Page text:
Mount Pulag's Akiki trail temporarily closed for at least 6 months – DENR


TORCHED. Mount Pulag has been closed off from hikers after a grassland fire. BFP file photo

TORCHED. Mount Pulag has been closed off from hikers after a grassland fire.

BFP file photo

MANILA, Philippines – The Department of Environment and Natural Resources (DENR) announced Friday, January 26, that the Akiki trail – a challenging trail up Mount Pulag – will be closed "for 6 months or more" following the fire that destroyed more than 5 hectares of grassland in the famous forest park.

"Authorities have decided to close the Akiki trail for 6 months or more to facilitate the regeneration process," the DENR said in a statement on Friday.

It added: "The temporary closure of the Akiki trail is also meant to protect the safety of the mountaineers as stone and boulders in the mountain were exposed and may fall anytime towards campsites and trails."

On Friday, the DENR gave more details about the fire that broke out at about 3 pm of January 20 at Akiki trail's Campsite No. 3.

"The fire was placed under control at 7:00 pm with the combined efforts of hikers and the newly-formed Mt. Pulag National park forest firefighting crews composed of tour guides, community residents, bantaygubat and park rangers," the statement read.

The DENR said the fire ignited by an explosion from a butane gas stove damaged 5.9 hectares of grassland stretching from the Saddle Camp Site to the ridge slopes at the northeastern part of the summit.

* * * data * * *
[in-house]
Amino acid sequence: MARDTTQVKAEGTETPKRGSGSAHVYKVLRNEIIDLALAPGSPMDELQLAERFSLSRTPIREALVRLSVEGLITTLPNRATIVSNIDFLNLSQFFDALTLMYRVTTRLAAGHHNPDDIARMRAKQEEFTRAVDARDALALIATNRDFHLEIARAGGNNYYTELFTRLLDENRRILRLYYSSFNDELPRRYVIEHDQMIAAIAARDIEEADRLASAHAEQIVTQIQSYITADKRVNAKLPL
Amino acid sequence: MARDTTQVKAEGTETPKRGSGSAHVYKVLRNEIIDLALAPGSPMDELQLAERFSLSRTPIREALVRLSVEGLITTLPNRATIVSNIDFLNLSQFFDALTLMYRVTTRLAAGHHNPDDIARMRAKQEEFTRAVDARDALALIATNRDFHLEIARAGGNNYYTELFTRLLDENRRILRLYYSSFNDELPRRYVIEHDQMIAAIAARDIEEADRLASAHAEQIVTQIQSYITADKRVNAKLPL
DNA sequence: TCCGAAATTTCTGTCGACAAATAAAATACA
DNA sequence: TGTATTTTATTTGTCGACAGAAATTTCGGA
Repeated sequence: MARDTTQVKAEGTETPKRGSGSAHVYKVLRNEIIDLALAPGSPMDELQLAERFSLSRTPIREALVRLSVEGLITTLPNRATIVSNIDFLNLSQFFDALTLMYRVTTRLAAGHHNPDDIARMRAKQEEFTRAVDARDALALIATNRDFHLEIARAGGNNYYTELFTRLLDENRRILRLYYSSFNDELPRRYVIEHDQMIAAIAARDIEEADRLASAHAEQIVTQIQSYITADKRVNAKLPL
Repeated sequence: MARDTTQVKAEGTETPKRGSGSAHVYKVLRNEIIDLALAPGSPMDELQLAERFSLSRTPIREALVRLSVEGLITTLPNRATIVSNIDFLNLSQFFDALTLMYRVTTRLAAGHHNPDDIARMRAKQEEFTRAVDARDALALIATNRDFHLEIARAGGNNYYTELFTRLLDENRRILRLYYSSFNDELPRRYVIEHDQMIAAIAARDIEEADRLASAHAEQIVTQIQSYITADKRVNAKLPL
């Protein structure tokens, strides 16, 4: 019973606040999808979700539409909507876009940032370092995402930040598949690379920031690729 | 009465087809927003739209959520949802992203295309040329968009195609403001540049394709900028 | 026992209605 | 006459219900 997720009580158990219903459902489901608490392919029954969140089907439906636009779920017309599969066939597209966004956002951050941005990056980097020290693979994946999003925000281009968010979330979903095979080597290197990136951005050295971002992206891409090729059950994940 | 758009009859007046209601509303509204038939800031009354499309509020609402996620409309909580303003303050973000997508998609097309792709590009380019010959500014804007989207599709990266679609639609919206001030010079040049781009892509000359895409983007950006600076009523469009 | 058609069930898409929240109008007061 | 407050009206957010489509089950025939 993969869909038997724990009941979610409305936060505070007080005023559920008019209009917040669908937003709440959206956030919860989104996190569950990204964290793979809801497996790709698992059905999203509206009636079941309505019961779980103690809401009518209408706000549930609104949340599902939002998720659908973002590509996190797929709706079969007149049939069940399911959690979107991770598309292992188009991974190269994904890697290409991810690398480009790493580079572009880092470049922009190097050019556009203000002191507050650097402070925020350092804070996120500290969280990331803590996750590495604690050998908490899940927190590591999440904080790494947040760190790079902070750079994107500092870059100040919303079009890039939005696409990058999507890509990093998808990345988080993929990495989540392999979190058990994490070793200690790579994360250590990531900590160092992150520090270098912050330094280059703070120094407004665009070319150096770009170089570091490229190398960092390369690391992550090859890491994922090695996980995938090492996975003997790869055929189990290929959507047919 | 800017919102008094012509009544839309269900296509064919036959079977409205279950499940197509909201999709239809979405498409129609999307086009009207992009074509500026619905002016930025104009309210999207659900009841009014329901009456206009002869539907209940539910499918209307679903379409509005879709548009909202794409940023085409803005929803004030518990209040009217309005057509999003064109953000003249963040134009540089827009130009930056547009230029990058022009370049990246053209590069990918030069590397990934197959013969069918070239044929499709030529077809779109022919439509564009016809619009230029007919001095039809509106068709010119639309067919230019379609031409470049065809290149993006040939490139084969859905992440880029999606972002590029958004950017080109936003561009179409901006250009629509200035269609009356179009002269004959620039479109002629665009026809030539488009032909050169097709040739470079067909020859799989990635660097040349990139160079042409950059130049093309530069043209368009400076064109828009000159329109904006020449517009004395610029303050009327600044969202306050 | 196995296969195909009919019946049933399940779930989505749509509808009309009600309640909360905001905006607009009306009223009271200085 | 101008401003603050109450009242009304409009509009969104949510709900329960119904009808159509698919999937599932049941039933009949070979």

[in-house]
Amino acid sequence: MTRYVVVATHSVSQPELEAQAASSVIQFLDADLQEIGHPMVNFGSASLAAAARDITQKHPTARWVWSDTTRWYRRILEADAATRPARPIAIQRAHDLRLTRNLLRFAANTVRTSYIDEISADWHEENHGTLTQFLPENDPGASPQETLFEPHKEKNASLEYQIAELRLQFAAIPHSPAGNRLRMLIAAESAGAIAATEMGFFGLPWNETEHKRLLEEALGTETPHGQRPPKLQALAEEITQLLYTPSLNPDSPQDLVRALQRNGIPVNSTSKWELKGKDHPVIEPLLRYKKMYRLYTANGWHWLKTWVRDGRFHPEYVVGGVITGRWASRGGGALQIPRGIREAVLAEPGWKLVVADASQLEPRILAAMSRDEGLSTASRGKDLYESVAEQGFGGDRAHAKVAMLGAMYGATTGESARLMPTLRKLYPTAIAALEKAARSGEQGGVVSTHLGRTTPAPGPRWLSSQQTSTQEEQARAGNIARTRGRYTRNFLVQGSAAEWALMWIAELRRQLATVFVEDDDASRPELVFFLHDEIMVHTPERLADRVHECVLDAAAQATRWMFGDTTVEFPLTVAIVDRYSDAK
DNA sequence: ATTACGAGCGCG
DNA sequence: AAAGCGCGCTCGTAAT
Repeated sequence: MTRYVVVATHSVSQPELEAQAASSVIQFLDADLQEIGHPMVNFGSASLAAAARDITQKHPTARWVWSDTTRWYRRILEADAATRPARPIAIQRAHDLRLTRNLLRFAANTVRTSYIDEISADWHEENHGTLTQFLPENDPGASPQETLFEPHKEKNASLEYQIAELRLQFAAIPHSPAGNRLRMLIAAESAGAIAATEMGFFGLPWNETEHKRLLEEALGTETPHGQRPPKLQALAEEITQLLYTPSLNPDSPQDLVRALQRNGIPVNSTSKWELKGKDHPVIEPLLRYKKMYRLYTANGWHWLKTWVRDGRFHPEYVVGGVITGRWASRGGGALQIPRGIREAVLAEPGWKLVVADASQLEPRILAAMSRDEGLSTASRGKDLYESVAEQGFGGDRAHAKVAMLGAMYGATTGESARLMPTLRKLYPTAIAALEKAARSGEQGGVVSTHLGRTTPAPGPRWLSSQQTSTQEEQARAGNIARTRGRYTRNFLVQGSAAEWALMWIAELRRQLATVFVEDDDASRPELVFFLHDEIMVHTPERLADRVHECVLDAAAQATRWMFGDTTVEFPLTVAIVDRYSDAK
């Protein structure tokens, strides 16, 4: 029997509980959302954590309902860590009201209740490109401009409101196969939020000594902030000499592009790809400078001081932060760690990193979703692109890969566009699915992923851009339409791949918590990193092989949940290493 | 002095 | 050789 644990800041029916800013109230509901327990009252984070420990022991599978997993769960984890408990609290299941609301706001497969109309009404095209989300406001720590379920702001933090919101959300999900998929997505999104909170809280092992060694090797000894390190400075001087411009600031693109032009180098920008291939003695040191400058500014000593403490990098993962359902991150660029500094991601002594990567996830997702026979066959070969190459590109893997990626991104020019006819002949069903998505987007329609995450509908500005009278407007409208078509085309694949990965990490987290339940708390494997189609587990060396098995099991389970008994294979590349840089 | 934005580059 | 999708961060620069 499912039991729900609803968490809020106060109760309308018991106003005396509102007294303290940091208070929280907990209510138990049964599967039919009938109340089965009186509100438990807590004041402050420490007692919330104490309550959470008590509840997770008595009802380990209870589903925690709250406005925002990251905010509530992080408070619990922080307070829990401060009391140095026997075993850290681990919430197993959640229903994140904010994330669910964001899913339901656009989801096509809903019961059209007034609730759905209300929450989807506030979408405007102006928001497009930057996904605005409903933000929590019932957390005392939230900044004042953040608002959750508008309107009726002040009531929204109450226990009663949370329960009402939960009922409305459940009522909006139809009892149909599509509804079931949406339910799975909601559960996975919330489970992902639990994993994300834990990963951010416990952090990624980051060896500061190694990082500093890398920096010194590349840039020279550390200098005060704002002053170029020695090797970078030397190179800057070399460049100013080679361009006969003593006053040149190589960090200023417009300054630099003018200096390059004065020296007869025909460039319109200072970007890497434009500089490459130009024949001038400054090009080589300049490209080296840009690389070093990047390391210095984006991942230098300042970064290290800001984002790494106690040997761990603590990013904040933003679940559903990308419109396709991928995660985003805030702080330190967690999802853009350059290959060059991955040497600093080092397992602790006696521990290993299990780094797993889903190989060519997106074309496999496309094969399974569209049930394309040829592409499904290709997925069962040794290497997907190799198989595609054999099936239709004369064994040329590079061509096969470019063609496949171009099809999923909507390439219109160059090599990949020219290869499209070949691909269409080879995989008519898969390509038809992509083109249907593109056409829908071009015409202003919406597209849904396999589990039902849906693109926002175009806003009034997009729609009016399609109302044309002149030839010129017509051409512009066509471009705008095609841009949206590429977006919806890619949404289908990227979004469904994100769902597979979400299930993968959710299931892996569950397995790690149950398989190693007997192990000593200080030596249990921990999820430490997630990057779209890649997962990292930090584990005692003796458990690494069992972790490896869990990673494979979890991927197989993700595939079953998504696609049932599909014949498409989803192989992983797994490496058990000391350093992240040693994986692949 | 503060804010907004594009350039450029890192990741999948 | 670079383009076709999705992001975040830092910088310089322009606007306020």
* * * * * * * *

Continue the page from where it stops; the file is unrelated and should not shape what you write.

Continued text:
According to the DENR, the January 20 incident is the 3rd grassfire occurrence in Mount Pulag since it was opened for mountain trekking. The first fire occurred in 1998, followed by the second fire in 2003.

The 7 mountaineers responsible for the forest fire are now facing charges for arson and for violating the National Integrated Protected Areas System Act of 1992 and the Forestry Reform Code of the Philippines.

Mount Pulag's Ambangeg trail will remain open to hikers.

DENR-Cordillera Administrative Region Director Ralph Pablo gave an update on the additional requirements that will be imposed on hikers who want to climb Mount Pulag.

Pablo said bringing at least two units of portable fire extinguishers (5 lbs.) will now be part of the basic requirements for a climb. In addition, he said they are also mulling the prohibition of matches and cigarettes.

Environment Secretary Roy Cimatu has ordered a review of his department's guidelines for Mount Pulag and all protected areas and national parks.

"We really need to impose stricter rules. To continue enjoying our natural wealth, visitors should also be more responsible since all of us are protectors of the environment," he said in the statement. –

Jee Y. Geronimo

Jee is part of Rappler's Central Desk, handling most of the world, science, and environment stories on the site. She enjoys listening to podcasts and K-pop, watching Asian dramas, and running long distances. She hopes to visit Israel someday to retrace the steps of her Savior.